Petrified heart—#griefheart number 285

Petrified is how I felt during the last phone call with Charles that I could not figure out. Petrified is how I felt when I heard the news of his suicide. Not petrified like preserved. But literally scared as shit.

Scared of facing such an insurmountable loss. Fear of what was previously unknown to me. Grief from a loss by suicide is not something that is regularly discussed. Hell, grief in general and death is rarely discussed. Too morbid a topic. Yet it happens to all of us.

I am no longer afraid of the topic. My heart might hurt but that fear part is now gone. The shock I suffered at first comes every once in a while in brief jolts. I don’t think you ever get used to being the parent that lost a child to suicide. Not really. No matter how many times you think it or say it, there is this surreal quality to it. That child you once held in your arms. The one you taught to read and potty trained. The one that hugged you and thought you were the center of the universe took his own life.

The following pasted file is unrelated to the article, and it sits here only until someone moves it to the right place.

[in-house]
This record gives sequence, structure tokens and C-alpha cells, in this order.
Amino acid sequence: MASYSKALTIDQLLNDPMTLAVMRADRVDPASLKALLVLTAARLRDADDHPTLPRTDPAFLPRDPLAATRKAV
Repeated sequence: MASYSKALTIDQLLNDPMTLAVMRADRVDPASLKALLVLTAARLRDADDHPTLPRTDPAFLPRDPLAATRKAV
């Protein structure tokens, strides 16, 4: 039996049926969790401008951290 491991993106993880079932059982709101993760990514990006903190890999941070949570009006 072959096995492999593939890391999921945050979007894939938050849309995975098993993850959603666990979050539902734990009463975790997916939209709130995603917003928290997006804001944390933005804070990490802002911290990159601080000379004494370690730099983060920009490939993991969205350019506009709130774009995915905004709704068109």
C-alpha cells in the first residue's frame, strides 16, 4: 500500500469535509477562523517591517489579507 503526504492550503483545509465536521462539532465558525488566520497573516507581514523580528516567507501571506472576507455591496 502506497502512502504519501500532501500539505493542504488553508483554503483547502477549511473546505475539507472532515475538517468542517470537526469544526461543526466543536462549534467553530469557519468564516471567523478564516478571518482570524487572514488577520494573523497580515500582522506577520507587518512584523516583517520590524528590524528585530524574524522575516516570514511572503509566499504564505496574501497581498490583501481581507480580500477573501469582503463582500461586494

I think no matter how many clues we have before a suicide, it’s so hard to fathom our child could do that. So how the hell do we really expect to have caught on before it happened? Something so unbelievable.

What is the #griefheart project?

I explain my #griefheart project here. Contact me if you want to honor and remember your loved one who died by suicide or from addiction.

See all #griefhearts so far on pinterest or on this blog by #griefheart category.

 

Love you this much – #griefheart number 165

Published by

Anne Moss Rogers

I am the mother of two boys and the owner of emotionally naked, a site that reached a quarter million people in its first 18 months. I am a writer and professional public speaker on the topics of suicide, addiction, mental illness, and grief and currently working on getting a book published. I lost my youngest son, Charles, 20, to suicide June 5, 2015. As talented and funny as Charles was, letting other people know they matter was his greatest gift. And now the legacy I try and carry forward in my son's memory.

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